This was the 5th Annual GLS Western Symposium, and my first. This time hosted by SFU at the Harbour Centre Campus and the Wosk Centre for Dialogue here in Vancouver. Thirty-four papers were presented in 4 sessions with 3 running in parallel. The twelve sessions in total were broken into loosely themed groups as follows: Classical Studies, Ecology, Lived Environments, Medicine/Science, Literature, Media Studies, Art, Morality, Heroes, Religion, Adaptations and finally Sexuality. Presenters hailed from most, if not all, of the Western region GLS programs including three from Maastricht in the Netherlands.
The spirits were high and everyone seemed immensely motivated and keen to hear the presentations. Q&A sessions were always energetic with well considered comments coming from the attendees. The quality of the sessions was very high in my opinion. I have never had so many presentations engage me, teach me, and importantly, move me as during this exceptional symposium. I highly recommend attending or presenting at one of these sessions! Next year’s Symposium will be hosted by the USC program in Los Angeles. Details will be forthcoming of course.
The Symposium kicked off on Friday evening with a wine and cheese mix and mingle. While not everyone had arrived yet, it was a fine opportunity to meet old GLS friends and make new acquaintances as well.
I presented my recently published paper Sounding Interiors: Daydream, Imagination, and the Auscultation of Domestic Space in the first Saturday morning session. The venue was excellent with even acceptable sound quality in the built-in sound system: this being a constant challenge at Academic Conferences. My presentation was well received and there were numerous excellent comments and thought provoking feedback afterwards.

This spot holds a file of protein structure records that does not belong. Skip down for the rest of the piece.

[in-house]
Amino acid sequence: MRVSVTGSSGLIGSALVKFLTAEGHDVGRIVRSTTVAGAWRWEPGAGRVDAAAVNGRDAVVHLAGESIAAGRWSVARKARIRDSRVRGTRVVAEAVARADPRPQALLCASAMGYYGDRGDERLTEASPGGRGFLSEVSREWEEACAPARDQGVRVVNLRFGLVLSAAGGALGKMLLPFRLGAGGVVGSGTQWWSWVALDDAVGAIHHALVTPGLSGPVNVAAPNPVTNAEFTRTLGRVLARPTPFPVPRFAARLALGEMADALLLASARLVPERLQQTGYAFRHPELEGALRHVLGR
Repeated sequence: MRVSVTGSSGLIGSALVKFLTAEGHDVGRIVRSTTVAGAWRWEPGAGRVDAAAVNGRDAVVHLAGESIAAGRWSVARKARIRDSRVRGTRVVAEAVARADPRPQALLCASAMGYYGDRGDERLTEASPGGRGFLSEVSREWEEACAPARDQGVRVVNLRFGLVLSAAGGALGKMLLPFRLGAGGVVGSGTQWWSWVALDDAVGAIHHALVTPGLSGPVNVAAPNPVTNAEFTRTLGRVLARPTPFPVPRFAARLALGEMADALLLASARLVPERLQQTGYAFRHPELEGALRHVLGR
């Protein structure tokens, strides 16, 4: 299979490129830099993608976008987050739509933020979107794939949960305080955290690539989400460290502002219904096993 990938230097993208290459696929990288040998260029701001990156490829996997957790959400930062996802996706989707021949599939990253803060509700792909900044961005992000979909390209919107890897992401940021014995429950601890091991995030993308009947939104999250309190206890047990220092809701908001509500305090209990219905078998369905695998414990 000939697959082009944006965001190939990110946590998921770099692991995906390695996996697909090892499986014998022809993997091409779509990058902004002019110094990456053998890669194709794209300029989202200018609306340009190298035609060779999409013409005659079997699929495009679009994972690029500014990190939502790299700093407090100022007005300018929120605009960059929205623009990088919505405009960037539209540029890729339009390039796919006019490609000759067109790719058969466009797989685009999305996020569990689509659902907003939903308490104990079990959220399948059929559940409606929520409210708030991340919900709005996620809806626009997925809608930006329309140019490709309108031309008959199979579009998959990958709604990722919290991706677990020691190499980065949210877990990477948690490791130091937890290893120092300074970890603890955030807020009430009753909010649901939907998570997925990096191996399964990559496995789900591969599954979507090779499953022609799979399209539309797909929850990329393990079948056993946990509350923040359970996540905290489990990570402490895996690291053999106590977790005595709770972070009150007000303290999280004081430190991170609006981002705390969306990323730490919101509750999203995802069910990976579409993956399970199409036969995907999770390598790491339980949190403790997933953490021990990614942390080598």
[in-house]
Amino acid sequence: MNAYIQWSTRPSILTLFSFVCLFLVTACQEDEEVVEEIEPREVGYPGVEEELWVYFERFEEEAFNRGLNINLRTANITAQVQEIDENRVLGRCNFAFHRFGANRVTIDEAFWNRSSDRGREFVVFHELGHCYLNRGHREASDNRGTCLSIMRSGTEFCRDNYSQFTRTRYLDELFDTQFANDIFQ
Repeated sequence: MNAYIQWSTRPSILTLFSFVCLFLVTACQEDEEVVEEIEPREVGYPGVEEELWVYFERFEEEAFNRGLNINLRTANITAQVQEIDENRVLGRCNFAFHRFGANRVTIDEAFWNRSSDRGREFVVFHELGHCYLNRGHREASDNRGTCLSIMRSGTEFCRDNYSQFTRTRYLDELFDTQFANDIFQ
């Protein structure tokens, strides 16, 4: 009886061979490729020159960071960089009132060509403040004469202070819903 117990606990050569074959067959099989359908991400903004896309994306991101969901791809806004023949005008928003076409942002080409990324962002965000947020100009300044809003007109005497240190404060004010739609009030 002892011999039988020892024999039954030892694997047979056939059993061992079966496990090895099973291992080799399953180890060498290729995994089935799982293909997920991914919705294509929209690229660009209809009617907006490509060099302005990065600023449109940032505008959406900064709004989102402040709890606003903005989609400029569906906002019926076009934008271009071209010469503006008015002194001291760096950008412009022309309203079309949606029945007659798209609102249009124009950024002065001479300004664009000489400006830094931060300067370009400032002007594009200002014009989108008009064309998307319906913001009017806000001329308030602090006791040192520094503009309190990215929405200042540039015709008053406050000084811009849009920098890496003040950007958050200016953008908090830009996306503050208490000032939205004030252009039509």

Let me mention some of the highlights of the conference for me.
My two co-presenters in the Lived Environments session both gave great presentations. Bart Zwegers from Maastricht presented his paper Objectivity and Political Engagement in Heritage Preservation. It was a well considered analysis of the ideology of objectivity and its political role in determining what projects are considered worthy for preservation and appropriate funds.
Jean McIntosh from Stanford presented Pirro Ligorio’s ‘Antiqvae Vrbis Imago’: A Renaissance Reconstruction of the Ancient Roman Cityscape. She delved into the motivation for and pictorial techniques utilized in Ligorio’s ‘Imago.’ For those who haven’t seen this map cum bird’s eye panorama it’s something to be seen. The Imago is an exercise in obsessive compulsive encylopedic excess: think tourist map on steroids. It’s large (around a couple of meters per side) and incredibly intricate throughout. On first glance it is so complex and detailed that it seems almost incomprehensible. Jean McIntosh took us through parts of this incredible work eloquently and brought our attention to the various pictorial techniques Ligorio used to represent the city and its architecture in his unique way. Very engaging!